Wednesday, July 26, 2006

Why Bush Really Needs to Negotiate with Evil

The war in Lebanon continues to cause great damage to Lebanon and do not a thing to stop the Katyusha attacks on Israel. The reason for this is obvious to all but the willfully dense. Hezbollah is deeply entrenched in southern Lebanon, interspersed and supported by the local population. Its Katyushas are small, mobile, and easily hidden. Massive airstrikes are not going to stop the attacks. Attacking Lebanon to force the Lebanese army to crack down on Hezbollah will not work because the Lebanese army lacks the might to do so. Expelling the entire population from the border will be somewhat more effective. If most Hezbollah rockets have a range of only a few miles, then driving the entire population back for a few miles will prevent most attacks. If the only options were military, this might be the best not-very-satisfactory compromise available. Israel uproots a relatively small number of people, and rocket attacks diminish but do not altogether cease.

But if the goal is to stop rocket attacks altogether, then things get very nasty fast. If, as has been reported, Hezbollah has rockets with ranges up to 72 kilometers, then pushing all the Shiites of Lebanon that far away will be a much larger, longer, more brutal operation. And this begs the question of who will move in to ensure that Hezbollah does not come back. And it certainly seems a safe bet that such upheaval and displacement will necessarily reignite Lebanon's civil war, with who knows what effect.

So, what are our other options. George Bush proposed an obvious one; Syria needs to get Hezbollah to stop that shit. We do not actually know whether Syria or Iran ordered Hezbollah to start the attacks, but given the extent to which Hezbollah relies on Iranian guns and money, via Syria, either country could certainly rein in its obstreperous ally and make them stop that shit. Of course, similar logic appies to us. Given Israel's dependence on U.S. money and arms, we could easily rein in our obstreperous ally and make them stop their shit. So it would seem logical for us to sit down with Syria and Iran and cut some sort of deal -- you rein in our ally and we'll rein in ours.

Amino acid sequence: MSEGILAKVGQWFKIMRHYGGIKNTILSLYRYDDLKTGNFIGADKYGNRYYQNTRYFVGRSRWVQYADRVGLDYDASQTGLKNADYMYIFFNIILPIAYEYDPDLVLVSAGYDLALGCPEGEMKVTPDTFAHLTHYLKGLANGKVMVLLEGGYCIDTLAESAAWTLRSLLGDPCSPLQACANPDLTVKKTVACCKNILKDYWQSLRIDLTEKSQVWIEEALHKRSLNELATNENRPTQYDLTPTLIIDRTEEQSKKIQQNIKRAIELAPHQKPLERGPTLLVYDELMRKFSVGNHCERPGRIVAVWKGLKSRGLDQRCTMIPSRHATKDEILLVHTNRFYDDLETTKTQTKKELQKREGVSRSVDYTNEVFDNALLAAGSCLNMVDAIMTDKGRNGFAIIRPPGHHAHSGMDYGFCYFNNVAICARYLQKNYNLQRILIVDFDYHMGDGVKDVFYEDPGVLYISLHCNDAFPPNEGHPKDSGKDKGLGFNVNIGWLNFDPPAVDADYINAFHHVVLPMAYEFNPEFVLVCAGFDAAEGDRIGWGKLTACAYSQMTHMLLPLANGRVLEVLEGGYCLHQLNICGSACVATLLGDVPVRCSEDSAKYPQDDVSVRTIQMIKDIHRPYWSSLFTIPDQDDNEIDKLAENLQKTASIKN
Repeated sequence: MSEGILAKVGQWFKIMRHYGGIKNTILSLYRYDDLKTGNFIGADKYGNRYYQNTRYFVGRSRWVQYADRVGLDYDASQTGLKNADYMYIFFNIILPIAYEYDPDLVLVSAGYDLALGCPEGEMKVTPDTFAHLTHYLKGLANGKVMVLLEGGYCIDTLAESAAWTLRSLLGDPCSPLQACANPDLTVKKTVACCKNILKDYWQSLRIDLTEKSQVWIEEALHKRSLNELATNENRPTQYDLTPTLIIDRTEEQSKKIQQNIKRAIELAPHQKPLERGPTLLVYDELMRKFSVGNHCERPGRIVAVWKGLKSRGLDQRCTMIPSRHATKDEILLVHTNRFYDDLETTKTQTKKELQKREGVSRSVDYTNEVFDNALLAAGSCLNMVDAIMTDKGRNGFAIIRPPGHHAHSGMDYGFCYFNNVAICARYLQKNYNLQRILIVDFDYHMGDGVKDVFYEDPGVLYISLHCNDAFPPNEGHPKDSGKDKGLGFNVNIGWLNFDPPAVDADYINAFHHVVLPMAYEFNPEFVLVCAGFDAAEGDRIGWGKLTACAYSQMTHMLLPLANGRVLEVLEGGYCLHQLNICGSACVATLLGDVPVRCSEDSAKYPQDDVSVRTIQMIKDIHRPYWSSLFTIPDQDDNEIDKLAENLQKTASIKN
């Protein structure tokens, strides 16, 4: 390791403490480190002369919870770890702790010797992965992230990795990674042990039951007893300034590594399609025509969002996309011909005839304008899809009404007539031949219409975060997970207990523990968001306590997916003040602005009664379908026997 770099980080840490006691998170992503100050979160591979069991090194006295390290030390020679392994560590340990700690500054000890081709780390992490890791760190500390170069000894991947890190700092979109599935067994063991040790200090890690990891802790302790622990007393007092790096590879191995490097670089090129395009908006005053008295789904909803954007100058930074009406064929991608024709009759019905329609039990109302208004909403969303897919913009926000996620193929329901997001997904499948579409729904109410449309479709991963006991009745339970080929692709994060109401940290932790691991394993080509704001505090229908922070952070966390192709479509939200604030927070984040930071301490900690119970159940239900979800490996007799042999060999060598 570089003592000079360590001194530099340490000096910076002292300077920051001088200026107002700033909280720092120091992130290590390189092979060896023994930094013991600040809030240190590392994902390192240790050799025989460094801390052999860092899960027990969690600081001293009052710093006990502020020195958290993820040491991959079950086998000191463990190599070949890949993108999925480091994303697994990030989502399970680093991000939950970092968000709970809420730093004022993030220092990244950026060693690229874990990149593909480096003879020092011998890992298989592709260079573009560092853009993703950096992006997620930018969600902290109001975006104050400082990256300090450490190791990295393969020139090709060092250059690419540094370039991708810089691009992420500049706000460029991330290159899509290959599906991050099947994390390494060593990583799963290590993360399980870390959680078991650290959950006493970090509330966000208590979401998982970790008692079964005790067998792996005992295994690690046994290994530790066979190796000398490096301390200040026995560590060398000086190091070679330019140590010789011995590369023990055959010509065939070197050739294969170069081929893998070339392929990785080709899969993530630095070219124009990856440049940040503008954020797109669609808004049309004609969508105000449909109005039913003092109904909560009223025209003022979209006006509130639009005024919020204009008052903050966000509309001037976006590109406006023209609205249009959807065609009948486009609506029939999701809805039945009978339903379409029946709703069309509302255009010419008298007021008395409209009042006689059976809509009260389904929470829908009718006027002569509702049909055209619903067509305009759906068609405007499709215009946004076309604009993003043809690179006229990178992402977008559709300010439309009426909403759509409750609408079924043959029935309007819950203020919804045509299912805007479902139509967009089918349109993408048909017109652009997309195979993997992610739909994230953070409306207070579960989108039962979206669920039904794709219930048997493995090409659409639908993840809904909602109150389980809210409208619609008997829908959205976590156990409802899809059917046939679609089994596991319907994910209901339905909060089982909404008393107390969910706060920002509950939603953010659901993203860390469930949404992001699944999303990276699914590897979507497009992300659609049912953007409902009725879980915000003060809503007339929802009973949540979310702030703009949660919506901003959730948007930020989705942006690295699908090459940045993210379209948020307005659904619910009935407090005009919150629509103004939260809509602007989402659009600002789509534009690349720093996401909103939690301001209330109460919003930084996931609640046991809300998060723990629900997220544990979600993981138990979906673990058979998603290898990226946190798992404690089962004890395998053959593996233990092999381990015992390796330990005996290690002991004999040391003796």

Of course, the Bush administration refused to do that. "We don't negotiate with evil; we defeat it." This administration lives in mortal terror of "appeasement," defined as anything less than getting 100% of what we want. Diplomacy, negotiations, compromises, treaties, all are nothing but appeasement. Indeed, tolerating the existence of any goverment we dislike is appeasement. By this standard, the Cold War was one long exercise in appeasement -- not only did we make no attempt to overthrow the Soviet government, we actually had diplomatic relations, engaged in face-to-face negotiations, established treaties and attended summits. If neoconservative fears of appeasement were accurate, the Soviets would long since have conquered the world, being faced with such wimps.

By refusing to enter into any negotiations with the governments of Syria or Iran and by making clear that he considers them illegitimate and will settle for nothing less than their overthrow, Bush removes all incentive either government could have to behave better. When one party's policy is, "If you don't drop dead, we'll kill you," is it any surprise that the other party is not interested? Conservative hawks often criticize liberals as naive for wanting to conduct foreign policy with the carrot only; don't they realize carrots are only effective if backed by sticks? But the reverse also applies. Sticks are far more effective if supplemented with carrots. If a government gains nothing by behaving well, why bother? More than that, if the Bush administration refused to react positively to any positive behavior by a rival, he creates a positive incentive for that rival to act badly. We try to force concessions by being tough; is it any wonder that other countries do the same. Bush wants Iran to give up nuclear weapons, but refuses to offer any security guaranties. Is it any wonder that the Iranians conclude that nuclear weapons are the best security guarantee?

I suppose that the Bushies might argue that every stick implies a carrot. Our stick is the threat of military force; our carrot is refraining from using military force. But right now our stick is not very credible. Given the mess we have gotten into in Iraq, invading Iran would be such madness that (so far as I can tell) even neoconservatives are not advocating it. Airstrikes are at least doable, but if the U.S. attackes Iran by air, the Iranian government is likely to tell its Shiite allies in Iraq to take off the gloves in dealing with the American forces. So if Bush refuses to use the carrot and has no credible stick, where does that leave him? Mouthing empty platitudes.

There is one other reason why Bush needs to swallow his pride and start talking to Syria and Iran so we can all pressure our allies to stop that shit. Contrary to what Bush and some of his followers believe, good and evil are not immutable labels that stick to us no matter what. Or to put it differently, evil is not what we are, but what we do. When Al Qaeda terrorists flew jetliners into the World Trade Center, that was evil. When Sunni extremists in Iraq set of bombs in public places to blow up as many civilians as possible that is evil. When Shiite death squads murder men for having Sunni names, that is evil. When Hezbollah kidnapped Israeli soldiers and shoots aimless rockets and Israeli cities that, too, is evil. But when Israel expels the people of southern Lebanon en masse and destroys whole villages, the bare fact that it is Israel acting does not make those actions good. Just how much carnage does Israel have to inflict on Lebanon before Bush recognizes that we, too, are capable of evil?



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